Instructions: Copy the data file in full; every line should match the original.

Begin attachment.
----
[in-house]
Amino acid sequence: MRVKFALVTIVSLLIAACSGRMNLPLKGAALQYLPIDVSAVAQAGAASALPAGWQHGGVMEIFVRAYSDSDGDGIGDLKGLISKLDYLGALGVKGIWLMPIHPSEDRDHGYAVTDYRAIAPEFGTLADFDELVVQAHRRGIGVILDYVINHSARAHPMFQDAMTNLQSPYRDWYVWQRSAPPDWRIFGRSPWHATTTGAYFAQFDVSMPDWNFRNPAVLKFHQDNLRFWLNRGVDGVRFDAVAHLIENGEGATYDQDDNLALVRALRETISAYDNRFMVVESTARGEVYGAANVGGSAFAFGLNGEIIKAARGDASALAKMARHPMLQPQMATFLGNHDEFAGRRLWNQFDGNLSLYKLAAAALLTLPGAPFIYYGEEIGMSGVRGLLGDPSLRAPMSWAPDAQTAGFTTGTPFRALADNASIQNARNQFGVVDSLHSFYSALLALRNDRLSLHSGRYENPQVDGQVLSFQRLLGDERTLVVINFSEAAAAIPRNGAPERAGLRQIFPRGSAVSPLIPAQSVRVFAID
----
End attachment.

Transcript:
[in-house]
Amino acid sequence: MRVKFALVTIVSLLIAACSGRMNLPLKGAALQYLPIDVSAVAQAGAASALPAGWQHGGVMEIFVRAYSDSDGDGIGDLKGLISKLDYLGALGVKGIWLMPIHPSEDRDHGYAVTDYRAIAPEFGTLADFDELVVQAHRRGIGVILDYVINHSARAHPMFQDAMTNLQSPYRDWYVWQRSAPPDWRIFGRSPWHATTTGAYFAQFDVSMPDWNFRNPAVLKFHQDNLRFWLNRGVDGVRFDAVAHLIENGEGATYDQDDNLALVRALRETISAYDNRFMVVESTARGEVYGAANVGGSAFAFGLNGEIIKAARGDASALAKMARHPMLQPQMATFLGNHDEFAGRRLWNQFDGNLSLYKLAAAALLTLPGAPFIYYGEEIGMSGVRGLLGDPSLRAPMSWAPDAQTAGFTTGTPFRALADNASIQNARNQFGVVDSLHSFYSALLALRNDRLSLHSGRYENPQVDGQVLSFQRLLGDERTLVVINFSEAAAAIPRNGAPERAGLRQIFPRGSAVSPLIPAQSVRVFAID